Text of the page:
Making the transition from petrochemical intensive
farming to full sustainable farming cuts operating costs, conserves
land and water resources, and reduces generation of greenhouse gases
and their impacts. It can also improve quality of life in rural
Both resource efficiency and sustainable farming
open markets for existing and new firms and create local jobs that
cannot be outsourced.
Integrative regional planning for urban and rural
economies also opens new opportunities for reducing waste through
development of firms and jobs in resource recovery and renewable
Restoration of major ecosystems renews the natural capital without which no economy can continue functioning.
All of these benefits contribute to the preparation for climate change and the reduction of emissions causing it.
An intrinsic synergy emerges when we work with the major
negative economic and environmental trends of the 21st century as a
whole system. Furthermore, the means of achieving such synergy are at
Systems Inc. and several other companies have developed innovative
strategies for creating sustainable regional investment funds through
formation of a public private infrastructure of financial institutions
and systems to support the success of enterprises. Such double bottom
line funds seek market rate of return for the business and the
economic, environmental, and social benefits for the community and
New methods of managing complex communications,
meetings and project processes enable much more effective perception of
problems, resolution of conflict and generation of creative solutions.
Advanced methods and technologies improve the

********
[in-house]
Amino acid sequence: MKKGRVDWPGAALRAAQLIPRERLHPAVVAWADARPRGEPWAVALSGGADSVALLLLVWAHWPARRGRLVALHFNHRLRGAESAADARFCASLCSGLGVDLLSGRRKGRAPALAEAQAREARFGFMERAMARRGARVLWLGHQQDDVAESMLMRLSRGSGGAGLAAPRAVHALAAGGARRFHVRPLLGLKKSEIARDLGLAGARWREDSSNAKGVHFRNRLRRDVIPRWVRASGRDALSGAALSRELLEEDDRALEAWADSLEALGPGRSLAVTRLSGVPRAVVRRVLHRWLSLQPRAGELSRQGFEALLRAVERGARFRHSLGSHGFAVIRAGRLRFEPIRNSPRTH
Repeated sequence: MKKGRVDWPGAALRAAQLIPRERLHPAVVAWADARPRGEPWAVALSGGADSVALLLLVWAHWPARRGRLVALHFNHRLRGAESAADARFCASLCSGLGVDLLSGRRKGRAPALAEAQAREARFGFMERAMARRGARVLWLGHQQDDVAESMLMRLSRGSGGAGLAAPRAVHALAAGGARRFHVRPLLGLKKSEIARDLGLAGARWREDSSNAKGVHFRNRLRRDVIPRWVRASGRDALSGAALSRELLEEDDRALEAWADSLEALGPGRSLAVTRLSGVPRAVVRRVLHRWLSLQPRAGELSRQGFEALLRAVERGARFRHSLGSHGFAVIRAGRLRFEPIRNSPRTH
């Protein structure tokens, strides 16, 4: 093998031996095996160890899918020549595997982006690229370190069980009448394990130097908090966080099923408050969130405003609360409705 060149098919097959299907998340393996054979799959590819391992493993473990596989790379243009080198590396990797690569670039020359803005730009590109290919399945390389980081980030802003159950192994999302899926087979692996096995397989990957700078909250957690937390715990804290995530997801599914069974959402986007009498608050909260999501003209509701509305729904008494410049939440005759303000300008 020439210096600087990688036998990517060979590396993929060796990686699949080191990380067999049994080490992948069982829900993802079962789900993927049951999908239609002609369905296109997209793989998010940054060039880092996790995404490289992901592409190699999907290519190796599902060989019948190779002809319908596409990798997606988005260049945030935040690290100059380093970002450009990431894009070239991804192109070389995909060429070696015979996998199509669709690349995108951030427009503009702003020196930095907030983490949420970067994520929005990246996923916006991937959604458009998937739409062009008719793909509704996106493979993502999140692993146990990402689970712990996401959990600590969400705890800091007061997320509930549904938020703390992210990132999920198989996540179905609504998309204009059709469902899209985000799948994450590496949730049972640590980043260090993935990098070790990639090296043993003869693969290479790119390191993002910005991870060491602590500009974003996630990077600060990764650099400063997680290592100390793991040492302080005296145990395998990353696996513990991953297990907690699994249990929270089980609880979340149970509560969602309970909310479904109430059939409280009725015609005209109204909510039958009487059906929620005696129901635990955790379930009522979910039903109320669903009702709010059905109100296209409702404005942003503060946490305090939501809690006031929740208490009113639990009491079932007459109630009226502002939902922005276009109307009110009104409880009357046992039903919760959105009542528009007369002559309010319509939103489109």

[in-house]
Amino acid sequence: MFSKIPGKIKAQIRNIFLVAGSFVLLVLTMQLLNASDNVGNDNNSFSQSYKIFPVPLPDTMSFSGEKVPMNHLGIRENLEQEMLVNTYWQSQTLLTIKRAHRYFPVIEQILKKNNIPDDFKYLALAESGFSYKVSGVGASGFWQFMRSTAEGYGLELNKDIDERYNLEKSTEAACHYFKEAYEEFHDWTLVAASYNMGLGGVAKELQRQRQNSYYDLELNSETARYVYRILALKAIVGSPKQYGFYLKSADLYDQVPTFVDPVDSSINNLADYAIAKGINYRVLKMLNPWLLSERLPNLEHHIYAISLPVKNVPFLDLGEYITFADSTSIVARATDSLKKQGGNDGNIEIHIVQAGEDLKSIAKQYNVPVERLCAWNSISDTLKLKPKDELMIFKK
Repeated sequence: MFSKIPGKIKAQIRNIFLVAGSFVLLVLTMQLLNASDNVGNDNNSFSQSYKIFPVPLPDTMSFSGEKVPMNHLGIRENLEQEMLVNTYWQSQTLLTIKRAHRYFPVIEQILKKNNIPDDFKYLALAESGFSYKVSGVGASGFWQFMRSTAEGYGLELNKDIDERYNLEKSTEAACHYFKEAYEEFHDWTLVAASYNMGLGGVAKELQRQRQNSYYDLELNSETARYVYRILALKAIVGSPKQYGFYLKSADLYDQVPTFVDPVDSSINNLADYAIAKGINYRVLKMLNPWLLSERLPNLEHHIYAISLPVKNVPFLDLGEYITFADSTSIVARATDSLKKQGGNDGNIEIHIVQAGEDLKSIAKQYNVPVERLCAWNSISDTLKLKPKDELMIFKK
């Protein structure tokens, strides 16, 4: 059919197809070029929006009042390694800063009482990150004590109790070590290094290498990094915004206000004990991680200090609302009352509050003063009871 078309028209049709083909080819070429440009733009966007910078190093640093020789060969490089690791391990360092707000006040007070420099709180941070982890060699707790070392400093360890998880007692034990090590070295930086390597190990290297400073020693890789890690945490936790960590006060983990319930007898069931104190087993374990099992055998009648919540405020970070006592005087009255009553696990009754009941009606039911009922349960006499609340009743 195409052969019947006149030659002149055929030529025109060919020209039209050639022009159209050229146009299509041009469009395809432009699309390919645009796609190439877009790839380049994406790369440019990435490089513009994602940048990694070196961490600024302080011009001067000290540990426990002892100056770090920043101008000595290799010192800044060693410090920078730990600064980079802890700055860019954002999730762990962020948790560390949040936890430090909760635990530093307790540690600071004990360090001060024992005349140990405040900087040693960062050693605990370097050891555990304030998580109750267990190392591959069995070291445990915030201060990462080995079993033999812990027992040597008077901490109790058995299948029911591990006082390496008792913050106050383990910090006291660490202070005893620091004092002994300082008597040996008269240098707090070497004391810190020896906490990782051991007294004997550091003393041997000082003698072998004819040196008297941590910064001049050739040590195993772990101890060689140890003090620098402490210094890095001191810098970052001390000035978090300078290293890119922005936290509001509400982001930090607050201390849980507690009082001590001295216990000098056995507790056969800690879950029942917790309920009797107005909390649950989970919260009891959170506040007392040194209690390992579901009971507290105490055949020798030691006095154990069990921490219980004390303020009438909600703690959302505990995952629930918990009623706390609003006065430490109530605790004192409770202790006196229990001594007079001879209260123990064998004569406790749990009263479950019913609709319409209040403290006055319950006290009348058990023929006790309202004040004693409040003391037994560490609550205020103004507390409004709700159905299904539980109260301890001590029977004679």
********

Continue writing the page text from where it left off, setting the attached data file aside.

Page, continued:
effectiveness of high performance building design, and projects for
renewable energy, resource efficiency, low-input intensive organic
farming, resource recovery, ecosystem cleanup and restoration, and many
In public, private, and civil sectors there is an
increasing number of actors aware of the depth of the combined
economic, environmental, and resource crisis and ready to work in a
more integrative way to create solutions.
Mantaray Team, including Indigo Development, has applied IRAP to a
major planning firm's master plan for a new town development in the
Philippines and to the stategic options analysis for a major property
in the Southeast US. We are now analyzing situations in Michigan,
California, Shandong Province (China) and Liberia to determine how
integrative regional action planning could move regions toward
Two institutes in the Netherlands have led development and application of tools for more integrative planning:
The International Centre for Integrated Assessment and Sustainable development (ICIS) http://www.icis.unimaas.nl/
The Dutch Research Institute for Transitions http://www.drift.eur.nl/home/
For example, a study of water management in the Netherlands, finds, ”The
claims of housing, industry, infrastructure and agriculture have
resulted in increasing pressure on the water system. The continuous
subsidence of soil and climate change has put pressure on the land.
Hence, the nature and magnitude of water-related problems have
changed. . . . (The Dutch) water management regime has changed
its water management style over the past 30 years from a technocratic
scientific style towards an integral and participatory style.”